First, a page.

Energy and resistance

I recently decided to cut myself some slack in not posting as often on my blog, giving myself Tuesdays and Thursdays off my internal obligation to write, so that I could free up time to work on a few other things, like my coaching homework.

Observations so far:
  • Yesterday I felt an urge to fill my usual writing time with media input instead, in the form of podcasts and audio books. I had a hard time turning these off as I was getting ready for the day. It’s like I was trying to get a cheap thrill rather than the nourishment I usually feel in writing.
  • I had a lot less energy for work-related stuff, and even for coaching homework. I felt like something was missing; I sensed a loss of what gives me a zip of energy in the morning, the process of creating something complete, even if short, and publishing it.
  • I had a sense of dragging myself through the day, trying to “bribe” myself to do work, but not managing to stay very focused.  Usually I have a lot of meetings scheduled on Tuesdays, and this time, I only had one. There may be a certain calm before the storm at work, as it is close to fiscal year end for us (April).
  • I did some hand-written journaling throughout my day as I tried to get myself out of this “funk” but it just seemed to weigh me down further. Yuck.
  • I procrastinated on things I wanted to get done, rather than tackling them right away in the morning like I usually do. There was a lot of thinking and noodling around, and some research, but it did not feel very satisfying, and I did not complete anything on my list. Lot of of unsatisfying starting and stopping rather than follow-through…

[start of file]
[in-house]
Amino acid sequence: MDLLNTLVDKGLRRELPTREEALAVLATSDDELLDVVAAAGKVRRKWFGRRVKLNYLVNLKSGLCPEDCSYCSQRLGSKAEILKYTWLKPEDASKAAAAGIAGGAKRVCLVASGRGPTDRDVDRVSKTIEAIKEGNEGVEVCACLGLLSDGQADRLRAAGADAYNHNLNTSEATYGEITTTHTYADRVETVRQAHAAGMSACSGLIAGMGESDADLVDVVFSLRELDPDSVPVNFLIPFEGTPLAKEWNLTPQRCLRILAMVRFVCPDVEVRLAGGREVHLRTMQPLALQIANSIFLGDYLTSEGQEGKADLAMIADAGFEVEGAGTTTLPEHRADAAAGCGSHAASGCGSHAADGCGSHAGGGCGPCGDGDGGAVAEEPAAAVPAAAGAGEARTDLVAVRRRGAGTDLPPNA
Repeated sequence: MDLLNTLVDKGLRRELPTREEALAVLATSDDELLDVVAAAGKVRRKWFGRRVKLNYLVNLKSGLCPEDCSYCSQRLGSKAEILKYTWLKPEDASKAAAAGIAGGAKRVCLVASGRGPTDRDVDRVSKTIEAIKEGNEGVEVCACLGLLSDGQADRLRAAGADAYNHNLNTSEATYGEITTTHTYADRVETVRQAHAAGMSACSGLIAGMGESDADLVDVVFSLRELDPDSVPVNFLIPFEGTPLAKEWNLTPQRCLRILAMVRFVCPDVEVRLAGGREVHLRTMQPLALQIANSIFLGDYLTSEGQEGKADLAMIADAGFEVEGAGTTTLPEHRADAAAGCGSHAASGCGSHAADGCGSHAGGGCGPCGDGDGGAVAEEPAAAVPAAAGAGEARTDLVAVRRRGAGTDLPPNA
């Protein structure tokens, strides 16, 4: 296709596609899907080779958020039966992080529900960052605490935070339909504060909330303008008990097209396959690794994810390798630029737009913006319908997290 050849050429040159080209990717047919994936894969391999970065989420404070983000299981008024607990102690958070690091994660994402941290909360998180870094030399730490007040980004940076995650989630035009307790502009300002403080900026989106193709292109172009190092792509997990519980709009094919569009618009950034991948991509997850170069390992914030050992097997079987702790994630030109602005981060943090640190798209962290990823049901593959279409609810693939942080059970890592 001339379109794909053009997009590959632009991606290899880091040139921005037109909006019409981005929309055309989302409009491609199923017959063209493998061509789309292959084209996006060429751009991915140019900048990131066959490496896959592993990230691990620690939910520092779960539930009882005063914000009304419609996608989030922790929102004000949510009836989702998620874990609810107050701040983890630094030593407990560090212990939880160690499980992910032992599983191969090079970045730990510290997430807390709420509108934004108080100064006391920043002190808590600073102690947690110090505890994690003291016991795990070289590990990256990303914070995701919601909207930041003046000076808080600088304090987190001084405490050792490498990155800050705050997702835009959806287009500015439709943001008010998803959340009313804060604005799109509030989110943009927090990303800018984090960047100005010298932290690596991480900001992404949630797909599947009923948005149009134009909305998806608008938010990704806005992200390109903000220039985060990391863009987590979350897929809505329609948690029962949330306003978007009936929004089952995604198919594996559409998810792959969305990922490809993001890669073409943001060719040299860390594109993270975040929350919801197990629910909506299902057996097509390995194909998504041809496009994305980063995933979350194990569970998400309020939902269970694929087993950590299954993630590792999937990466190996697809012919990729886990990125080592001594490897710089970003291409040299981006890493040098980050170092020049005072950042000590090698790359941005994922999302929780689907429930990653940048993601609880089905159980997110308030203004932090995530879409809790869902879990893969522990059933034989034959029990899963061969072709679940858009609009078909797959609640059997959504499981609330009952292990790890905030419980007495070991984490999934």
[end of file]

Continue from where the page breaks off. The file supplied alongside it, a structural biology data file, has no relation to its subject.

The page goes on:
resistance
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Conclusion: Sometimes time is not the relevant variable in our day. The energy we bring to a task is just as relevant, and the resistance we feel toward doing some tasks can be very draining. I realize that even though I had blocked off time to do the necessary things I’d planned to do, I just didn’t get the “oomph” needed to do them. Maybe it was just a bad day. This is very atypical for me, and when I get going in the morning, I am able to knock a bunch of things off my list by noon, giving me proper momentum in a day.

The other possible factor: I have been procrastinating at completing the budget and finance piece of my coaching homework. I know this is dragging me down as well. Last August I purchased a “Money Clarity” course – there were 10 lessons space over the course of a month. I did the “easy 6” and skipped the 4 hard lessons. It’s time to come back to those now. There is no way I am going to figure out my “next big thing” without getting very comfortable with my money management.
Much as my “inner brat” likes to throw a tantrum rather than work on this, it is time to face the facts and live and spend more consciously, rather than throwing my money away or spending frivolously instead of intentionally. I have done this close and intentional observation work before on food. Like Geneen Roth says in her book Lost and Found: Unexpected Revelations about Food and Money many of the principles are the same, but they take hard work at first, until they become more regular habits. It is time!
While it is natural to feel resistance to change, sometimes our long-term well-being depends on it.

You Must Be Dreaming

The title of today’s blog is the chapter title from the book Maybe It’s You: Cut the Crap. Face Your Fears. Love your Life by Lauren Handel Zander. As some of you know, I have embarked on a 6-month coaching engagement with the Handel Group, and I am going to be brave and share some of the “resistance” that is coming up for me right now.

Maybe you will have some advice for me. I am not sure. Maybe writing about my resistance to dreaming will help me get through the obstacles that my mind is constructing against the goal.